Pfizer Inc. and BioNTech SE said their COVID-19 vaccine was highly effective and prompted a strong immune response in children under age 5, based on early results from a trial that is likely to pave the way for infants and toddlers to finally get immunized.
A three-dose regimen was 80.3% effective in a preliminary finding based on 10 infections in children ages 6 months through 4 years old, the vaccine partners said in a statement on Monday. A formal analysis will be done once 21 children are infected, as the study was designed, and the final efficacy data will be shared when available, they said.
While still early, the initial findings are likely to be welcome news to parents and health officials who are anxious to protect the youngest children as mitigation measures fall to the wayside in many areas, despite rising numbers of infections. The lack of a vaccine for infants, toddlers and preschoolers almost 18 months after the shots first became available for adults has created a conundrum for many families, as older children go back to in-person school and much of life has returned to normal.
Pfizer and BioNTech expect to submit the necessary data to U.S. regulators this week to secure an emergency-use authorization for young children, after starting the process in February. They will ask other regulators around the world for clearance in the coming weeks, they said.
In the clinical trial, 1,678 children were given three shots of a 3 microgram dose of the vaccine, one-tenth the amount given to adults. They developed a strong immune response following the third dose, which was administered at least two months after the second shot, the companies said. The vaccine was well tolerated, with a safety profile similar to that of the placebo. Most side effects were mild or moderate.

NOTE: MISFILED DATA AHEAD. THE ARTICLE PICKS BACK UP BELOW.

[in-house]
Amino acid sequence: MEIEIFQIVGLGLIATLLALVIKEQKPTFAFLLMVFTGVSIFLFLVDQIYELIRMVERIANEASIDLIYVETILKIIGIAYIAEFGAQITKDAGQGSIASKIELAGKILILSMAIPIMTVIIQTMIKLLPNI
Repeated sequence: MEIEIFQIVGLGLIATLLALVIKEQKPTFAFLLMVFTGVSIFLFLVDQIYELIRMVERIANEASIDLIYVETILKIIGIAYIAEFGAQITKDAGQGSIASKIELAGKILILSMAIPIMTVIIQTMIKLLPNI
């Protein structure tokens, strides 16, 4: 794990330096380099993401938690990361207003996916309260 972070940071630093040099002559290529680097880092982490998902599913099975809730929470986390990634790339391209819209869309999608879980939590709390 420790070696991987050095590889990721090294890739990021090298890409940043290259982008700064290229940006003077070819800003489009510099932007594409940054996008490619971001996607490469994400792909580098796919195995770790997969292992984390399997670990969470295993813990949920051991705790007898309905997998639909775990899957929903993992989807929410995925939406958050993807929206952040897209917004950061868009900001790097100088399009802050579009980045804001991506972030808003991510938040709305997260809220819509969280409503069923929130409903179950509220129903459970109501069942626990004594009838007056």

The vaccine efficacy was determined by comparing the number of COVID-19 cases among those who received the active immunization to those who got the placebo. Researchers determined it was 80.3% effective based on an analysis of 10 symptomatic COVID-19 cases identified at least seven days after the third dose was given.
The initial data are encouraging, Pfizer Chief Executive Officer Albert Bourla said.
“We look forward to soon completing our submissions to regulators globally with the hope of making this vaccine available to younger children as quickly as possible, subject to regulatory authorization,” he said in the statement.
Much to the frustration of parents, Pfizer and BioNTech’s pediatric trial has faced months of delays. The companies initially studied a two-dose regimen in children under 5 that wasn’t clearly effective against the highly-transmissible omicron variant. At the request of U.S. regulators, they moved to study three shots instead, extending the amount of time it took to complete the trial.
In an analysis of select participants, the three-shot regimen prompted an immune response in children aged 6 months through 4 years after one month that was about as strong as two doses in those 16 to 24 years old, the companies said.
Meanwhile, Moderna Inc. has said that a two-dose regimen of its vaccine in kids ages 6 months to 5 years was modestly effective without any serious safety concerns. It didn’t pass the 50% efficacy threshold regulators have typically looked for in approving COVID-19 vaccines.
The US Food and Drug Administration is expected to convene advisory committee meetings in June to discuss the risks and benefits of both the Pfizer-BioNTech and Moderna vaccines in the youngest children, and provide a recommendation as to whether or not they should be cleared for emergency use.©2022 Bloomberg L.P. Visit bloomberg.com. Distributed by Tribune Content Agency, LLC.